Or, What it's Like to Have One of the Longest Titles Ever: Smithsonian Institution, National Air and Space Museum (NASM)
Being a volunteer at the Smithsonian Institution, the largest museum complex in the world, is an honor no matter what role you play. For me, best of all is being a NASM Docent. As a child a family vacation to Washington DC gave me my first exposure to the Smithsonian and the Air and Space Museum. From that time on I knew aviation and the Smithsonian would both be in my life. My military and civilian career path never led to a job with the Smithsonian. However, I did serve in the US Air Force and got my private pilot's license. Then, as soon as I became eligible to retire, I purposely schedule my retirement date for a Friday and started volunteering at the Smithsonian that following Monday.
The Freer Gallery of Art, in Washington, D.C., re-opened to the public on 14 October after undergoing over 18 months of infrastructure repair. The Freer, along with the Sackler Gallery, comprise the Asian Art Museums of the Smithsonian Institution. The re-opening included a two-day "IlluminAsia" festival. It was 'all hands on deck' for the Freer|Sackler docent corps as the celebratory re-opening brought approximately 50,000 people to events both inside and outside the museum. Docents provided in-gallery interpretation, acted as 'way finders', and supervised activities for both adults and children during the weekend. Activities included an Asian night market on the National Mall, so popular that the food stalls sold out on the first day, requiring the chefs to stay up all night preparing food for the next day.
Sixty-one artist ensembles and community organizations participated during the Opening Weekend.
As a Kramer Grant* first-time attendee to the Montreal 2017 National Docent Symposium, I was energized! I was looking forward to learning a lot during the breakout sessions, museum tours and the keynote breakfast talk and as a 20-year docent at Grounds for Sculpture in Hamilton, New Jersey, I was also looking forward to the opportunity to share my own docent experiences. And what a great four days of sharing it was!
First, I should start out by saying that 2017 was a great year to experience both Canada and Montreal. Canada celebrated 150 years of confederation, and Montreal celebrated its 375th birthday.
The opening night NDS cocktail party, at the Montreal Museum of Fine Art (MMFA) was a celebration of food, music and art. Located less than a 10-minutes' walk from the hotel, the walk to MMFA allowed me to enjoy a variety of terrific public artwork.
Pages: 296 pp
Illustrations: 240 illustrations
"Color is stronger than language. It's a subliminal communication," writes artist Louise Bourgeois as quoted in the introduction to Chromaphilia.
This handsome and compelling book uses 240 artworks as case studies to tell the story of ten individual colors or color groups. It explores the history and meaning of each color in art, highlighting fascinating tales of discovery and artistic passion, and offering easily understood explanations of the science and theory behind specific colors. From Isaac Newton's optics to impressionist theory, from the dynamics of Josef Albers to the contemporary metaphysics of Olafur Eliasson, this book shows how color paints our world.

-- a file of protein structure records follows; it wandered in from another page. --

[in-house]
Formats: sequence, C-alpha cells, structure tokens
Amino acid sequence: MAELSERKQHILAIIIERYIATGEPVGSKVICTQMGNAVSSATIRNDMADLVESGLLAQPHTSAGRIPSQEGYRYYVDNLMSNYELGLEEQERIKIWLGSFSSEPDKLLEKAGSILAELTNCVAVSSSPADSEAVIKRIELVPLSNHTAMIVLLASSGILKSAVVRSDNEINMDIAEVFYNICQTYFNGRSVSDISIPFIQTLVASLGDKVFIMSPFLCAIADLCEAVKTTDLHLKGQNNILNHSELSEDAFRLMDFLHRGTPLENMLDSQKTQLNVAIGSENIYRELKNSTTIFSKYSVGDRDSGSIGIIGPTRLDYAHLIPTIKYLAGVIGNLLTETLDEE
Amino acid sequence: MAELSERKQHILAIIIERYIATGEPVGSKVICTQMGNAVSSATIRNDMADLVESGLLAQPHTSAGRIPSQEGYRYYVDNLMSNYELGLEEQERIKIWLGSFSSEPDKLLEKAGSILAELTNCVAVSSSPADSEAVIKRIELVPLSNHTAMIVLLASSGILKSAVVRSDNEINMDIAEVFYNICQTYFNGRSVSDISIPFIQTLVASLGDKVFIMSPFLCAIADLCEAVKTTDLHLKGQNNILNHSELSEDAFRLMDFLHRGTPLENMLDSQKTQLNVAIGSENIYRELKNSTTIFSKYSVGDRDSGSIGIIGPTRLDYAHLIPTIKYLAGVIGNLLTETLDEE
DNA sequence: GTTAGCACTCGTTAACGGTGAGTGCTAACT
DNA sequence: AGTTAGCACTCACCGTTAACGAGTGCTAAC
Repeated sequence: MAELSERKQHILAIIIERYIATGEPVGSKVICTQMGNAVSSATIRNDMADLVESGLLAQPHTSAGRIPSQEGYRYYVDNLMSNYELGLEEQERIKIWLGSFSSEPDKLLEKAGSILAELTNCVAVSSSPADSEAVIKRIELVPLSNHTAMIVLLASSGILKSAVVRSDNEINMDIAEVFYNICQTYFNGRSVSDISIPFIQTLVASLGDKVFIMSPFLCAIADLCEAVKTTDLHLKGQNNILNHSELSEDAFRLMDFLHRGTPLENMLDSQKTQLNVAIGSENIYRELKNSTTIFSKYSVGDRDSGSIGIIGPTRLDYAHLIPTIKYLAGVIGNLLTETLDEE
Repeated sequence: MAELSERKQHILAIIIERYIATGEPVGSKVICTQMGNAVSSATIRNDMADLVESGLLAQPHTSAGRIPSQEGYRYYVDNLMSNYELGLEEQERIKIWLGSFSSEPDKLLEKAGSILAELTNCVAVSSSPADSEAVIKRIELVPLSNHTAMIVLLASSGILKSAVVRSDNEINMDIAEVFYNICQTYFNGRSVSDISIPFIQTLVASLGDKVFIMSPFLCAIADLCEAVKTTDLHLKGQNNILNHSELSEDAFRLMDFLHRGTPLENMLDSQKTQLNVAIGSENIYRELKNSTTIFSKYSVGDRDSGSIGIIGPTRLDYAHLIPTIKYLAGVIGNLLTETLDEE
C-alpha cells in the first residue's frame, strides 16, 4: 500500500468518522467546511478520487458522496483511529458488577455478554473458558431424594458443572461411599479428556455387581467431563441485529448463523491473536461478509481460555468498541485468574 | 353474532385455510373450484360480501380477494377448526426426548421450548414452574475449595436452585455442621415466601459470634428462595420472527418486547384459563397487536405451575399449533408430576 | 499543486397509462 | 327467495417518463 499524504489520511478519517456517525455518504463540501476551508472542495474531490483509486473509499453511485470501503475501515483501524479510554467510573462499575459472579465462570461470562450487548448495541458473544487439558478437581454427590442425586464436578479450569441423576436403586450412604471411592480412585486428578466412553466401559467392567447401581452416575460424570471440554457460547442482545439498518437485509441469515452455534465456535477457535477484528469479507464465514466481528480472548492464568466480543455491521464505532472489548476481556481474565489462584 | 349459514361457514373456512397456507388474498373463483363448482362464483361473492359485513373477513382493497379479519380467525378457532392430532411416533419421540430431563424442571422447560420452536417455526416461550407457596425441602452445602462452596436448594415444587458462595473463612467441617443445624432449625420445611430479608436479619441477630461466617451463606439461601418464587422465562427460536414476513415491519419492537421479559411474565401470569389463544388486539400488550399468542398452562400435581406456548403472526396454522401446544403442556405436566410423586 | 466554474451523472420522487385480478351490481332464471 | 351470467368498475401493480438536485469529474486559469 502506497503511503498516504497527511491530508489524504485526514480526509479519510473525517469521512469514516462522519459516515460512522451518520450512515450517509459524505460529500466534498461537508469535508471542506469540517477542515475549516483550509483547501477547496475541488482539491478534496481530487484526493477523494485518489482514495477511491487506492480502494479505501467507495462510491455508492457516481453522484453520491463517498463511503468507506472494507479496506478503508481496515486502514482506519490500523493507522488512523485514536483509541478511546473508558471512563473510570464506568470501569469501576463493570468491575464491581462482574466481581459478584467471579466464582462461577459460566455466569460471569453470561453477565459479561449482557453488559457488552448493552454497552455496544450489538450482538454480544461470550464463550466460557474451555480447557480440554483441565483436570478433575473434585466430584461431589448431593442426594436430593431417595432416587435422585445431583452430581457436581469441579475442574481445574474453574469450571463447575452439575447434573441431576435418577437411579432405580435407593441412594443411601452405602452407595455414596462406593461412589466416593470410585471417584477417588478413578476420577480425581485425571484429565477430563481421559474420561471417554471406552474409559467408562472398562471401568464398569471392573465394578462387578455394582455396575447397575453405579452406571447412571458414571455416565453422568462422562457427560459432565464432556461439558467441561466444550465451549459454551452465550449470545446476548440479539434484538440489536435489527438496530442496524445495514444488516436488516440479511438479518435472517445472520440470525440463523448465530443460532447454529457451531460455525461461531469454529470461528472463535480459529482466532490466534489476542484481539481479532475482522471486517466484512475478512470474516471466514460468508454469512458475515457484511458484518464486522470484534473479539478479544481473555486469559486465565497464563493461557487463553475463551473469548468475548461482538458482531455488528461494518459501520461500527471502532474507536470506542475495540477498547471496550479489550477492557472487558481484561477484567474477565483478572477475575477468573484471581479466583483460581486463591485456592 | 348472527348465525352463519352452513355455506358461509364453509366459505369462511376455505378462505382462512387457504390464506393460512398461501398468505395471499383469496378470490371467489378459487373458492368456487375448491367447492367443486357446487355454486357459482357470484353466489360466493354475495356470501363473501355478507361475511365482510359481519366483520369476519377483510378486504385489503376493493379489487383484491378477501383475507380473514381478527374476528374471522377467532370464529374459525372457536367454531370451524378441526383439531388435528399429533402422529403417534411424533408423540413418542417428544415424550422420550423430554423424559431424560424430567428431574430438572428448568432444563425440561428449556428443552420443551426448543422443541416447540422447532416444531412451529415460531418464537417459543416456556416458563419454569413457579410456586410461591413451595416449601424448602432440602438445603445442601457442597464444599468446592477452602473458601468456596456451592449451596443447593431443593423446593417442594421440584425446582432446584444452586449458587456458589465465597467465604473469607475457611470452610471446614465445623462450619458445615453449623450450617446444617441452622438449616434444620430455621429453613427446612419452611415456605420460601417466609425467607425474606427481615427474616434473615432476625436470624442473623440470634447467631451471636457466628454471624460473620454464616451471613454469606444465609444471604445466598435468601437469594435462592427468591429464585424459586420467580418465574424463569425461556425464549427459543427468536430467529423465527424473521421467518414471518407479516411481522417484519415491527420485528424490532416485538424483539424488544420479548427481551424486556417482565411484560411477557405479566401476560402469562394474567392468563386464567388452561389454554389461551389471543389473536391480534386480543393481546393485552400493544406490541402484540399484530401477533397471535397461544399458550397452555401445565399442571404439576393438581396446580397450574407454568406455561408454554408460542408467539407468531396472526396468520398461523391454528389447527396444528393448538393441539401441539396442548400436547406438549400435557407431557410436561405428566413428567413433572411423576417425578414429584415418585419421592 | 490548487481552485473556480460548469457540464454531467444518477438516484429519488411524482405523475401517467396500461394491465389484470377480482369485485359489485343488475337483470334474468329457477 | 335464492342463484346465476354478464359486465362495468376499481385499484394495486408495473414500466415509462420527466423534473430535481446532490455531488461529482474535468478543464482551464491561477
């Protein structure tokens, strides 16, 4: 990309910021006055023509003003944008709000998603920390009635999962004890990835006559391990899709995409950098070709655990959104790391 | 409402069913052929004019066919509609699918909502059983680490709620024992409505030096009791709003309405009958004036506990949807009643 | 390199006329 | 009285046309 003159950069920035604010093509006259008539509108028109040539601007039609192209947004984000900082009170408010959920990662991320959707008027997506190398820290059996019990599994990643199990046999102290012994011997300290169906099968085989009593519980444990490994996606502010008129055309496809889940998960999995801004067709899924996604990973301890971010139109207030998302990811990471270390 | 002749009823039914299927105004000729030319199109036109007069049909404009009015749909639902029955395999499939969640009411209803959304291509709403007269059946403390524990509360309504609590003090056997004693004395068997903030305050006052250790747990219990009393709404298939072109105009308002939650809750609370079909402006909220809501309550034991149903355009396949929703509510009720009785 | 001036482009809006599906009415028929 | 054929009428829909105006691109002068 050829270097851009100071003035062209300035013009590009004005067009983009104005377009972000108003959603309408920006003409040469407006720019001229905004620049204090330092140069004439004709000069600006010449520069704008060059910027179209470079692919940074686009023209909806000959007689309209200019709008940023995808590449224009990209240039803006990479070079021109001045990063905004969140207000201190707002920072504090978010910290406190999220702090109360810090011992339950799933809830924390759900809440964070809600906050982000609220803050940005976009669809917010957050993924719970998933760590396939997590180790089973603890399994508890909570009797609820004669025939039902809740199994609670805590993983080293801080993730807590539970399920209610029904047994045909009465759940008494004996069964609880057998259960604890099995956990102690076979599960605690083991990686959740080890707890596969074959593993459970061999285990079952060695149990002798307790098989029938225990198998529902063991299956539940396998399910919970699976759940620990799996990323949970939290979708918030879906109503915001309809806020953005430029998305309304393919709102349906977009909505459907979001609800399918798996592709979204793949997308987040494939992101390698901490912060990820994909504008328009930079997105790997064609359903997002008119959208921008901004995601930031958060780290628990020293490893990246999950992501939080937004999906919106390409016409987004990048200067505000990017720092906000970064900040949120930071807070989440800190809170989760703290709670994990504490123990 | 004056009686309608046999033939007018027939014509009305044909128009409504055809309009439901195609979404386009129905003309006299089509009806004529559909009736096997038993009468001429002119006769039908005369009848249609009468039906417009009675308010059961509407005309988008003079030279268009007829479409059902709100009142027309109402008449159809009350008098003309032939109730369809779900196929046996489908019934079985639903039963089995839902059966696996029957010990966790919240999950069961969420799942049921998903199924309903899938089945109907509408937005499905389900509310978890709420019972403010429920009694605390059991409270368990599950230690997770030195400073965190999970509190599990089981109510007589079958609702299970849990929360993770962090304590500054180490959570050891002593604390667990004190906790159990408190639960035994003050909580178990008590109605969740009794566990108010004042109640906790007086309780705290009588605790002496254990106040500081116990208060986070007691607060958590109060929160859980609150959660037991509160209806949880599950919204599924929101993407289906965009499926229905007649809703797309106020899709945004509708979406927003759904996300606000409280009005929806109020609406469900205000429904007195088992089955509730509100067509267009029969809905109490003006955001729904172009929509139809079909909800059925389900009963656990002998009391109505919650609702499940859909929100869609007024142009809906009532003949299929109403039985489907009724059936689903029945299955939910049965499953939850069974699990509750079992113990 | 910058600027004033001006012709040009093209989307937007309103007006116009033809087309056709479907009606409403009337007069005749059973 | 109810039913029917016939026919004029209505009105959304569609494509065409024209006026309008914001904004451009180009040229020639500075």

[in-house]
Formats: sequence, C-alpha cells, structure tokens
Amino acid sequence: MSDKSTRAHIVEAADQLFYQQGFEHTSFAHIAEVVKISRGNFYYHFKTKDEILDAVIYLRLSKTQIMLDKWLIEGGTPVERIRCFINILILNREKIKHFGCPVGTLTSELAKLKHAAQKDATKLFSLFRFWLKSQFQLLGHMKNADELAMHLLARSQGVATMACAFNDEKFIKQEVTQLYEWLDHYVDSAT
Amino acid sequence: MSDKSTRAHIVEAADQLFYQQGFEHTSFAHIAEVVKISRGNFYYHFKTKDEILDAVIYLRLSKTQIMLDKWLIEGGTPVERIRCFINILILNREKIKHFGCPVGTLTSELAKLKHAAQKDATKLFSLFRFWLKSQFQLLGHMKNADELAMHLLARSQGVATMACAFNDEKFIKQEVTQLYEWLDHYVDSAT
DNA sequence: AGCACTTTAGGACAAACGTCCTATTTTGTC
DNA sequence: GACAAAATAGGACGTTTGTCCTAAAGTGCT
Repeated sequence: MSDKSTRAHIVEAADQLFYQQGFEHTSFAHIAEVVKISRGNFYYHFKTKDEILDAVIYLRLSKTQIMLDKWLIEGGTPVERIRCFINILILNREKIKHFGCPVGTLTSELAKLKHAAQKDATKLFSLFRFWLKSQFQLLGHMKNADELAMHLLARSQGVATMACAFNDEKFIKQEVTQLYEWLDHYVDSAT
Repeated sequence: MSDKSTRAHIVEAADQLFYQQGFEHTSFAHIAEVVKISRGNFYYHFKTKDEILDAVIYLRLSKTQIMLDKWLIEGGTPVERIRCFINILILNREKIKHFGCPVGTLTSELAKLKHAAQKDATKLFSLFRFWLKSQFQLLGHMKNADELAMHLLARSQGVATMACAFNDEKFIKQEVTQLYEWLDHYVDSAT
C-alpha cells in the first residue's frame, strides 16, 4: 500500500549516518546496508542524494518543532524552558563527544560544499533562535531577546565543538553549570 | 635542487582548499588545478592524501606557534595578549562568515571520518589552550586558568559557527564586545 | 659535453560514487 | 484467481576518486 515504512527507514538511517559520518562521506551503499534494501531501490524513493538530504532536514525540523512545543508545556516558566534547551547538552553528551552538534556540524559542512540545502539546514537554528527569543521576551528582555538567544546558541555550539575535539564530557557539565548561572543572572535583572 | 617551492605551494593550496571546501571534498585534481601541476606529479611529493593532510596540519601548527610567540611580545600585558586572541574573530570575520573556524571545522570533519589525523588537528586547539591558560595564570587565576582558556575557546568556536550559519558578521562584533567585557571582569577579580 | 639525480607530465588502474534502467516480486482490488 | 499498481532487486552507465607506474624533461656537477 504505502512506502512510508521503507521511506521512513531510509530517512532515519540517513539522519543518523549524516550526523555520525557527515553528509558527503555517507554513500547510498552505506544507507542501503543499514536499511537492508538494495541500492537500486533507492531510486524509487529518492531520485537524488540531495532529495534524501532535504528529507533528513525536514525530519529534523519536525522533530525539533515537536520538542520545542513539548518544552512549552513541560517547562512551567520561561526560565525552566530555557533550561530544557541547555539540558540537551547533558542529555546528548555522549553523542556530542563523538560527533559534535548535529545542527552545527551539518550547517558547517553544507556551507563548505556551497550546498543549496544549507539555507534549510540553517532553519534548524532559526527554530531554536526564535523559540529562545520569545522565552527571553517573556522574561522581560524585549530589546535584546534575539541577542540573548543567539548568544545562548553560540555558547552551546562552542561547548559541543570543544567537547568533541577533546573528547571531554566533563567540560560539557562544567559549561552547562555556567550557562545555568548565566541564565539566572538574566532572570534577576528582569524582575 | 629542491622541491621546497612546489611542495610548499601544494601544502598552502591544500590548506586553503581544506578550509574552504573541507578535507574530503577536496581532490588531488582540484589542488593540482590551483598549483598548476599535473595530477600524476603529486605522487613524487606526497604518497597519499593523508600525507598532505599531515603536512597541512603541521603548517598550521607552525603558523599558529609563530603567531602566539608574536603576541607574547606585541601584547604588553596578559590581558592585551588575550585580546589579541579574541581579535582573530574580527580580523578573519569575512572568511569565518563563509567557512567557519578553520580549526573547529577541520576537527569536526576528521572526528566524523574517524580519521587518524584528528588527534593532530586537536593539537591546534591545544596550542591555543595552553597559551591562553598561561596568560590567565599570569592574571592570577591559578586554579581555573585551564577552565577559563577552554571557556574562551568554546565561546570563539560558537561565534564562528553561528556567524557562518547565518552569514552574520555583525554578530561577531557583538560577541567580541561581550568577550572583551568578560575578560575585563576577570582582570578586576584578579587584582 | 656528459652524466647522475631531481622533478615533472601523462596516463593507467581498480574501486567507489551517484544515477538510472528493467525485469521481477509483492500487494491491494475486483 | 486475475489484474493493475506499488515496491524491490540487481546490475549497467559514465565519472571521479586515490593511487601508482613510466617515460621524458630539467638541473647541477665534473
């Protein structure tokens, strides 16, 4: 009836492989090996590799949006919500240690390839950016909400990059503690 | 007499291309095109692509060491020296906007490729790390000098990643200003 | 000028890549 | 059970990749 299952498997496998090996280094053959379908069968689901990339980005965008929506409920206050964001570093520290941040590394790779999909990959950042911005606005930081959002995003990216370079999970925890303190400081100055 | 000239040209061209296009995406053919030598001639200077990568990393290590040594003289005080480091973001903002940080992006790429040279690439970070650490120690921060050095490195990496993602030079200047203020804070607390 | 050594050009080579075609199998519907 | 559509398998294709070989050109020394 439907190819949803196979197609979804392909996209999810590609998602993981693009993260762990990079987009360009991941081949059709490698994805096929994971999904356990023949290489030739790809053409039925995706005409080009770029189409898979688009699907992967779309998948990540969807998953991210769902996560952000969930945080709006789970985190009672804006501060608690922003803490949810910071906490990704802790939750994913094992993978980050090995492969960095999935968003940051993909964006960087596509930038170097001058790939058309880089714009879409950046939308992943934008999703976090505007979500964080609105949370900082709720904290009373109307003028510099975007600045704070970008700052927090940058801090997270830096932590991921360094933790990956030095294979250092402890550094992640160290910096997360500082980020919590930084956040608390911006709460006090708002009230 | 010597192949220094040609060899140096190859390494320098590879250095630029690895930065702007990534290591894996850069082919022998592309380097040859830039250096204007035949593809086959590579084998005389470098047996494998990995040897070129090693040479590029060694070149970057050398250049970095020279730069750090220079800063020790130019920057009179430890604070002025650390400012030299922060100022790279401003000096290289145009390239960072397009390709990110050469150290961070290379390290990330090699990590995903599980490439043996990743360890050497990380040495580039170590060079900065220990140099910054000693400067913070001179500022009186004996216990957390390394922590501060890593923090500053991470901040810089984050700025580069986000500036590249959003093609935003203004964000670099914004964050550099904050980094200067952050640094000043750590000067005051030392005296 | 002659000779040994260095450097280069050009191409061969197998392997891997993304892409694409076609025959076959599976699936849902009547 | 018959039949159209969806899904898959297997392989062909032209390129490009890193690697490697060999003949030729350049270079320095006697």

The revised edition of our popular docent handbook - The Docent Handbook 2 - is now available for purchase. This valuable resource for docents, guides and interpreters from museums and cultural institutions of all types in the US and Canada is a stimulating and informative "nuts and bolts" manual.
For more information and ordering instructions, click this LINK
Find PowerPoint Presentations and Handouts at the Symposia menu tab above or click here
Hope without Hype
Yellowstone Art Museum and Docent Host Alzheimer's Symposium
A two-day symposium was held at the Yellowstone Art Museum, Billings, MT in collaboration with the Alzheimer's Association, Montana Chapter.
The purpose was to bring the health care providers, family members and artists together to widen their understanding of Alzheimer's and related dementias and importantly the connections between the science and art. One of the hardest parts of dementia is communication. Art is one way for someone to communicate their feelings and tell their story when they have lost many other ways of communicating.
Like many art museums that serve school-age visitors, the Walters Art Museum seeks to make connections between our objects and the subjects students study in the classroom. This includes language arts, social studies, and art, but also math and science. The goals of our "Mathematical Masterpieces" tour are to help students recognize the presence and importance of math in the visual arts, understand how people in different cultures and at different times used math in creating works of art. You don't have to be a mathematician, or even very comfortable with math, to use the activities and approaches of this tour to help students – and docents – see even familiar works of art in a different way.
If you are looking for an art related read for your book club, you'll find book reviews by clicking this LINK Movie suggestions are here too.
Recommended websites and blogs are found under Resources, click this LINK to learn more.
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